Won’t our resources be stretched too thin? No, because we can knock as many doors as our capacity allows in Loudoun County in order to supplement and add onto Ibraheem’s existing volunteer base from his previous campaigns.

Can a DSA candidate win the general election? A DSA candidate will actually be the most electable candidate in the general election, which won’t even be competitive based on how blue it is according to recent election data. We will energize Democratic voters who would otherwise stay at home due to the President’s stance on the ongoing genocide in Gaza.

What is Ibraheem’s record on fighting police brutality? Ibraheem voted to take qualified immunity away from the police when he was in the House of Delegates and is a leader on the issue of holding the cops accountable. There are no stronger champions out there in the General Assembly. He was one of the few Virginia elected officials to be attacked with tear gas by the police during the Black Lives Matter protests in 2020.

AGAINST by Hayden D.

I am writing to urge members to vote NO on the endorsement of Dr. Ibraheem Samirah. During the Q&A Ibraheem was asked about his employment/business and its use of PPP loans. He was asked whether he believed there was any wrongdoing in the use of the loans and whether an opponent might use it to attack him. Ibraheem started his answer by saying he had never had the issue brought up in previous campaigns since taking the loans for his dental practice. He also said it had never come up in the press or with locals. He said it was an interesting fact that was mentioned and that he “would love to figure out who is feeding that.” He said it was "nowhere in the press and nowhere in the public whatsoever, so there’s a lot of interesting commentary there”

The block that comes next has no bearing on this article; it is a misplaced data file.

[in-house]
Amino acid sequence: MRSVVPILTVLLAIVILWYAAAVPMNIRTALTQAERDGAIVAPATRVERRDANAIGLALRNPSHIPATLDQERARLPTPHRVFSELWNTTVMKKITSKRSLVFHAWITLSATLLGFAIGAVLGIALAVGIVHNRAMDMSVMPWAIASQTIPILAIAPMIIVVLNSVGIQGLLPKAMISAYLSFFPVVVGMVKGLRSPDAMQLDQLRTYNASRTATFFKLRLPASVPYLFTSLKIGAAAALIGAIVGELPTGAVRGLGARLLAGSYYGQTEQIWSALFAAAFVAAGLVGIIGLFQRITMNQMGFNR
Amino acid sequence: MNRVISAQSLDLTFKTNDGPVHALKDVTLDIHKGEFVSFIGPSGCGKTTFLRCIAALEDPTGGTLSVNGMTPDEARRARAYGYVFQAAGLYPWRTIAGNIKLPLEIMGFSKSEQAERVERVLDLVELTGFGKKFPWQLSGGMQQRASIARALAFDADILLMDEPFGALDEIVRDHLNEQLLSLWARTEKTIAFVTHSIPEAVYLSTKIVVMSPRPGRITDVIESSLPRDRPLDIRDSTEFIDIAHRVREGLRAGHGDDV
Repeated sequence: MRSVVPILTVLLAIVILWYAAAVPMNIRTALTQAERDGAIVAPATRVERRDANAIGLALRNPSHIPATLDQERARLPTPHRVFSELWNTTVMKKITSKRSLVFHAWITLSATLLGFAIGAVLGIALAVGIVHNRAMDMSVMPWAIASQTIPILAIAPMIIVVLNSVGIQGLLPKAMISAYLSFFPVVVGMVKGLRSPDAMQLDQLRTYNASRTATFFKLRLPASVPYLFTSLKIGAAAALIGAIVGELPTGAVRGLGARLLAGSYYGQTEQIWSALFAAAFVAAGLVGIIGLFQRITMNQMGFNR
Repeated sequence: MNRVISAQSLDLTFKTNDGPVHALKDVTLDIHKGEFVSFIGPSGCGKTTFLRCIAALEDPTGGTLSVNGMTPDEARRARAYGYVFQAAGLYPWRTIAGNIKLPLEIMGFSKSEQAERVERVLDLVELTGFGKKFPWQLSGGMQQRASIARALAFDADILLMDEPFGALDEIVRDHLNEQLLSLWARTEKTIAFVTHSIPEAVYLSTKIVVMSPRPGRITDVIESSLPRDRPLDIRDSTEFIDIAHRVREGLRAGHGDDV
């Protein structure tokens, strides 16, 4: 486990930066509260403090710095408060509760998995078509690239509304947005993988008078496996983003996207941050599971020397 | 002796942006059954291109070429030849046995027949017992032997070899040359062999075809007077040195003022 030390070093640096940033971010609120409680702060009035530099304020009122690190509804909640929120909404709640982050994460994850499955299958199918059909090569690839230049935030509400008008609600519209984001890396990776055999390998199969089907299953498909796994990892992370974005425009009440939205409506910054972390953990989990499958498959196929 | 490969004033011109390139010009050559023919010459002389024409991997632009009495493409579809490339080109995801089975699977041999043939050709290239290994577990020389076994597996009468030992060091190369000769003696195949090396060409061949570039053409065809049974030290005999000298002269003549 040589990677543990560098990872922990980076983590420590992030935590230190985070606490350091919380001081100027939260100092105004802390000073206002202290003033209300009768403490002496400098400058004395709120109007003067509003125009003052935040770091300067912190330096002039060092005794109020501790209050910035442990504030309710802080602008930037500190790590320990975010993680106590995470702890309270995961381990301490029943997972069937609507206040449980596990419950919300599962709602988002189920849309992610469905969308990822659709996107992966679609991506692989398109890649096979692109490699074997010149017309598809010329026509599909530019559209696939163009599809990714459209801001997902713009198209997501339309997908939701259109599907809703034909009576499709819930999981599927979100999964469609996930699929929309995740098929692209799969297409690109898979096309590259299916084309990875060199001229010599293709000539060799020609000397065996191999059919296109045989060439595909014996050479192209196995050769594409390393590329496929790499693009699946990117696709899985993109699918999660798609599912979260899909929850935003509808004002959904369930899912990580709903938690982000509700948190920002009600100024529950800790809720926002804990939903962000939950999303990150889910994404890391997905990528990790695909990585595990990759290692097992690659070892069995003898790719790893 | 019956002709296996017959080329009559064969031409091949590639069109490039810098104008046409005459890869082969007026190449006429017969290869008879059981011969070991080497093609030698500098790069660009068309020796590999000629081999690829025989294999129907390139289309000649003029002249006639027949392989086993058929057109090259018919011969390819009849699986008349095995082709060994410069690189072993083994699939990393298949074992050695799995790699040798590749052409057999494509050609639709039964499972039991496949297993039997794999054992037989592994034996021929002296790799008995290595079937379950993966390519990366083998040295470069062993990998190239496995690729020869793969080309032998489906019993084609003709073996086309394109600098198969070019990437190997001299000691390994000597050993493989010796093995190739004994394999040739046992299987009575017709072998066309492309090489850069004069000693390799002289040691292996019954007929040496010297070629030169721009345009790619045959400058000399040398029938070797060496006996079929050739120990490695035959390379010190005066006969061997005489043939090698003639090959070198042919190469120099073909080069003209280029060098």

The PEC is very diligent in researching candidates seeking our chapter’s endorsement recommendations. PPP loans state that the loan information could become public. The PEC bringing up publicly available information during a Q&A isn’t feeding interesting commentary, it’s helping our members decide how to invest their free weekends building our chapters’ power. Ibraheem incorrectly stated PPP loan information isn’t publicly available, and ignored the wrongdoing or potential attacks portion of the question. Ibraheem’s defensiveness and focus on whether the PPP loans are public, to me, suggests there might be concerns about wrongdoing. And if there is no wrongdoing, I would like for our chapter to avoid endorsing unprepared candidates. While he has been a member since 2018, he seems oddly antagonistic towards our endorsement process…